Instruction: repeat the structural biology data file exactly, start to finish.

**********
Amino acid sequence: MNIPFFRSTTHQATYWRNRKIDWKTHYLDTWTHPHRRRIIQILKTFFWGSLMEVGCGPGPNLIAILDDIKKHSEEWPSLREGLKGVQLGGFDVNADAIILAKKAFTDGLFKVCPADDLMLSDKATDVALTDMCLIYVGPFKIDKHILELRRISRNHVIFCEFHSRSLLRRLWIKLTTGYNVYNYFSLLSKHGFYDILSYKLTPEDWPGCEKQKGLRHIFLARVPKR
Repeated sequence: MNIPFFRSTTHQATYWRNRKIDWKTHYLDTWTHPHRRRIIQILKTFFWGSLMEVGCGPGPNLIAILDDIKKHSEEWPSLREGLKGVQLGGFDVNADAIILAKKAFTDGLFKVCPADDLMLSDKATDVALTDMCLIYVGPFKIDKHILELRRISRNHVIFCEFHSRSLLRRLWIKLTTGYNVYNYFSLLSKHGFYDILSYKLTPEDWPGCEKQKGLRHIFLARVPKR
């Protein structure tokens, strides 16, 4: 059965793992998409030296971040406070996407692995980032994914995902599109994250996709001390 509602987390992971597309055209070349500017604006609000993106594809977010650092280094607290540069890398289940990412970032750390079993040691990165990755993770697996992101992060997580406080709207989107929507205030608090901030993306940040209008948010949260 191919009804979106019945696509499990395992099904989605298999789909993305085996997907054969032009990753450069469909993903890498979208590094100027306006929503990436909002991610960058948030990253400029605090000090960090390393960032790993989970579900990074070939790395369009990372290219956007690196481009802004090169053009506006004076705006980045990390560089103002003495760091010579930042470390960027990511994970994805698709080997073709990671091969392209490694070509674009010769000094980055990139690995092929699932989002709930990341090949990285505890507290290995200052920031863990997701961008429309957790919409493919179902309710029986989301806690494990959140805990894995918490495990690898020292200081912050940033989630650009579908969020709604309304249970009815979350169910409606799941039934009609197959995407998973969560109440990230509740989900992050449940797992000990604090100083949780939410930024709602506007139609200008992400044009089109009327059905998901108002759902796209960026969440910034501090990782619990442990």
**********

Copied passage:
Amino acid sequence: MNIPFFRSTTHQATYWRNRKIDWKTHYLDTWTHPHRRRIIQILKTFFWGSLMEVGCGPGPNLIAILDDIKKHSEEWPSLREGLKGVQLGGFDVNADAIILAKKAFTDGLFKVCPADDLMLSDKATDVALTDMCLIYVGPFKIDKHILELRRISRNHVIFCEFHSRSLLRRLWIKLTTGYNVYNYFSLLSKHGFYDILSYKLTPEDWPGCEKQKGLRHIFLARVPKR
Repeated sequence: MNIPFFRSTTHQATYWRNRKIDWKTHYLDTWTHPHRRRIIQILKTFFWGSLMEVGCGPGPNLIAILDDIKKHSEEWPSLREGLKGVQLGGFDVNADAIILAKKAFTDGLFKVCPADDLMLSDKATDVALTDMCLIYVGPFKIDKHILELRRISRNHVIFCEFHSRSLLRRLWIKLTTGYNVYNYFSLLSKHGFYDILSYKLTPEDWPGCEKQKGLRHIFLARVPKR
């Protein structure tokens, strides 16, 4: 059965793992998409030296971040406070996407692995980032994914995902599109994250996709001390 509602987390992971597309055209070349500017604006609000993106594809977010650092280094607290540069890398289940990412970032750390079993040691990165990755993770697996992101992060997580406080709207989107929507205030608090901030993306940040209008948010949260 191919009804979106019945696509499990395992099904989605298999789909993305085996997907054969032009990753450069469909993903890498979208590094100027306006929503990436909002991610960058948030990253400029605090000090960090390393960032790993989970579900990074070939790395369009990372290219956007690196481009802004090169053009506006004076705006980045990390560089103002003495760091010579930042470390960027990511994970994805698709080997073709990671091969392209490694070509674009010769000094980055990139690995092929699932989002709930990341090949990285505890507290290995200052920031863990997701961008429309957790919409493919179902309710029986989301806690494990959140805990894995918490495990690898020292200081912050940033989630650009579908969020709604309304249970009815979350169910409606799941039934009609197959995407998973969560109440990230509740989900992050449940797992000990604090100083949780939410930024709602506007139609200008992400044009089109009327059905998901108002759902796209960026969440910034501090990782619990442990």